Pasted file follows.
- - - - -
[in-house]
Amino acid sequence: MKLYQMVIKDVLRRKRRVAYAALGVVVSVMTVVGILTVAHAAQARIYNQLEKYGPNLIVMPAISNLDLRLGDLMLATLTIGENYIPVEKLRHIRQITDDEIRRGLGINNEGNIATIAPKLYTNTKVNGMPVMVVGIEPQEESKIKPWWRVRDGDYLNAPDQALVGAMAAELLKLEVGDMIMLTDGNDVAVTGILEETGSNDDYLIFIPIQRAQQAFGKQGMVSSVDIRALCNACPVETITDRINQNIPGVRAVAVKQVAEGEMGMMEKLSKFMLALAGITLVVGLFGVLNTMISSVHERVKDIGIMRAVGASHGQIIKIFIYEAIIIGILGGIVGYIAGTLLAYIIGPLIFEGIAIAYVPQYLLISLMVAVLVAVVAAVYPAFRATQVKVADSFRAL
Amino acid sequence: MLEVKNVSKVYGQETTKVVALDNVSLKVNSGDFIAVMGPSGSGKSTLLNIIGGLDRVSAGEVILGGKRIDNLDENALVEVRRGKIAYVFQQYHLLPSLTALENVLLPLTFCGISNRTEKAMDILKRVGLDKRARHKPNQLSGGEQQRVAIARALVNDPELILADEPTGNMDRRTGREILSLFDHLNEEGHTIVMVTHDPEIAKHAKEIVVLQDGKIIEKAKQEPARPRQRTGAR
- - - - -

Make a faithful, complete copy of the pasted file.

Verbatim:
[in-house]
Amino acid sequence: MKLYQMVIKDVLRRKRRVAYAALGVVVSVMTVVGILTVAHAAQARIYNQLEKYGPNLIVMPAISNLDLRLGDLMLATLTIGENYIPVEKLRHIRQITDDEIRRGLGINNEGNIATIAPKLYTNTKVNGMPVMVVGIEPQEESKIKPWWRVRDGDYLNAPDQALVGAMAAELLKLEVGDMIMLTDGNDVAVTGILEETGSNDDYLIFIPIQRAQQAFGKQGMVSSVDIRALCNACPVETITDRINQNIPGVRAVAVKQVAEGEMGMMEKLSKFMLALAGITLVVGLFGVLNTMISSVHERVKDIGIMRAVGASHGQIIKIFIYEAIIIGILGGIVGYIAGTLLAYIIGPLIFEGIAIAYVPQYLLISLMVAVLVAVVAAVYPAFRATQVKVADSFRAL
Amino acid sequence: MLEVKNVSKVYGQETTKVVALDNVSLKVNSGDFIAVMGPSGSGKSTLLNIIGGLDRVSAGEVILGGKRIDNLDENALVEVRRGKIAYVFQQYHLLPSLTALENVLLPLTFCGISNRTEKAMDILKRVGLDKRARHKPNQLSGGEQQRVAIARALVNDPELILADEPTGNMDRRTGREILSLFDHLNEEGHTIVMVTHDPEIAKHAKEIVVLQDGKIIEKAKQEPARPRQRTGAR